Up-and-coming sports reporter rescues a homeless man ("Champ") only to discover that he is, in fact, a boxing legend believed to have passed away. What begins as an opportunity to resurrect Champ's story and escape the shadow of his father's success becomes a personal journey as the ambitious reporter reexamines his own life and his relationship with his family.
An adrenaline seeking snowboarder gets lost in a massive winter storm in the back country of the High Sierras where he is pushed to the limits of human endurance and forced to battle his own personal demons as he fights for survival...."
A case of mistaken identity lands Slevin into the middle of a war being plotted by two of the city's most rival crime bosses: The Rabbi and The Boss. Slevin is under constant surveillance by relentless Detective Brikowski as well as the infamous assassin Goodkat and finds himself having to hatch his own ingenious plot to get them before they get him.
A young journalist comes to the aid of a homeless man who claims he is a former heavy weight title contender. Seeing a chance to redeem his struggling career, the writer's story of the champ's life raises questions about the past that will threaten all he holds dear.Written by
The story was inspired by the article "Resurrecting the Champ" by J.R. Moehringer, which appeared in the Los Angeles Times Magazine in 1997. Although the article indeed purportedly focused on Bob Satterfield, there are various other differences with the true story. Moehringer had no children, and his father was not well-known, though he did abandon his family, when the writer was an infant. See more »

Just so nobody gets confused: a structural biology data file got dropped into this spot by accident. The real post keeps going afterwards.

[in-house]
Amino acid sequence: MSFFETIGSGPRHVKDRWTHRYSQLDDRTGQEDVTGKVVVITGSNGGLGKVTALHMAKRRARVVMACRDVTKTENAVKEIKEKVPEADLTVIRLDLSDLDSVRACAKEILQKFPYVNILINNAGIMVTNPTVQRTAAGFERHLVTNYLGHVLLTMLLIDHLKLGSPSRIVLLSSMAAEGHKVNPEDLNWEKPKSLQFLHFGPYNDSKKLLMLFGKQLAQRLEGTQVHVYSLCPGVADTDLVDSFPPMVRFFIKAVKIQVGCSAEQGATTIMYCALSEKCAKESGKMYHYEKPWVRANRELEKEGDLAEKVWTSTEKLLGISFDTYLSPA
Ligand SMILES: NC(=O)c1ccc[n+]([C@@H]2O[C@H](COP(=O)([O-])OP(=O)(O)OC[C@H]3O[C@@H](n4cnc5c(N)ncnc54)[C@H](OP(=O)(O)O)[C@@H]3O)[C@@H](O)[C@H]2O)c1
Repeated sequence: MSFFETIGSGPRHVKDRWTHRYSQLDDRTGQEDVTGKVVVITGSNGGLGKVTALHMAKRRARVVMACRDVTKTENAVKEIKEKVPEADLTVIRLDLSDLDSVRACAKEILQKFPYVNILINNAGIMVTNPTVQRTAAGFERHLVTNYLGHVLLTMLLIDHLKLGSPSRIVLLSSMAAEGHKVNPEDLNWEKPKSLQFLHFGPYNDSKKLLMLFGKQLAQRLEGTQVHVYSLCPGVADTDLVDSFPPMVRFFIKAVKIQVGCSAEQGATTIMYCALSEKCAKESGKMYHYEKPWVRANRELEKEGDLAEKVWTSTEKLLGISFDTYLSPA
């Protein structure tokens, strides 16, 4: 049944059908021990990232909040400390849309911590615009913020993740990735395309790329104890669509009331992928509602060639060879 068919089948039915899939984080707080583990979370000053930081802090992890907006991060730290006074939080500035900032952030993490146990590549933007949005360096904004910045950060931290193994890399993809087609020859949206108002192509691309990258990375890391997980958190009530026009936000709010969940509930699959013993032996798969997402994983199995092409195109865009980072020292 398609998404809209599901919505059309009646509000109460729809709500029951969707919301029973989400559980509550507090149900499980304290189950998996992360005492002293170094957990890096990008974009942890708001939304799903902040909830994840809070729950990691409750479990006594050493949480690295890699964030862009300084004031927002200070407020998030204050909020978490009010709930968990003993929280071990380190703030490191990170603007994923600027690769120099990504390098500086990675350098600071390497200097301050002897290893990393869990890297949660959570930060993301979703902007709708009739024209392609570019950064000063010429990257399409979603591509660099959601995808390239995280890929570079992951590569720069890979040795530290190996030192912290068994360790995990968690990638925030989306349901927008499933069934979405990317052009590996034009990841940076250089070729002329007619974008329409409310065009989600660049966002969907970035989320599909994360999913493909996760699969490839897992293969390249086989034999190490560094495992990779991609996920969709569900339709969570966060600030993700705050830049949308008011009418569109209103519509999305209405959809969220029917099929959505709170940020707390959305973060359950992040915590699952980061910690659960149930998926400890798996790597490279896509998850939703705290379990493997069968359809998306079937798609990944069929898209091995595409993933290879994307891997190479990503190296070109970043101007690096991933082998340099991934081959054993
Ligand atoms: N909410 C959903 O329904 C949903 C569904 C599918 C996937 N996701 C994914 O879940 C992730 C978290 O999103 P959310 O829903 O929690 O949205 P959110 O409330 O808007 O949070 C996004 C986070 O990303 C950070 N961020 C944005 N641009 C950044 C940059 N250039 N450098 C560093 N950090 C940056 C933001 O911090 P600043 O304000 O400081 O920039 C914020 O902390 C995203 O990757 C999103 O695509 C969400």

When Erik leaves Champ at the house they were conversing in front of, Champ is shown standing on the curb as he contemplates knocking on the door of the house. Then, as Erik is driving away, he looks into his rear-view mirror, and Champ is instantly shown standing in the middle of the street instead of on the curb. See more »
He lost to Harold Johnson and to Nino Valdez. That win to Valdez catapulted him into the national statistics spotlight also. Charles, 32 years old, Satterfield, 30. Here's round two. 189 for Charles, 180 for Satterfield. Charles is in the white trunks.
Erik Kernan Jr.:
A writer, like a boxer, must stand alone.
Satterfield has surprised all tonight with his right.
Erik Kernan Jr.:
Having your words published, like entering a ring, puts your talent on display. And there's nowhere to hide. The truth is ...
[...] See more »
I saw this movie recently at a screening. Everybody's already talked about the plot so I don't need to get into those details. What I think this movie will be known for is its performances (more on that in a second...), and its how uplifting it is. You leave the movie feeling great and for reasons that I will not get into, it makes you want to call your dad and tell him how much you love him (or your son). A lot of people will talk about Samuel L. Jackson's portrayal of the worn-out boxer, but the true revelation of the film is the acting of Josh Hartnett, who I have never thought could be so believable or appealing. He has always been just kind of a pretty boy, really. But here, he plays a father, a husband, a journalist, and according to Aristotle's definition, a classic "Tragic Hero." He desires to impress his son to the degree that he sometimes bends the truth a bit too often...which ultimately annihilates his relationship with his son. The child, Teddy, is played by a kid named Dakota Goyo, who will become a big star. Teri Hatcher's cameo brought humor to the film when needed. If I had a criticism, it is that the film might be a tiny bit lengthy; however, every moment of the film was well-done. I wouldn't know how to make it shorter. I highly recommend this movie to everyone.
62 of 79 people found this review helpful.
Was this review helpful to you?
| Report this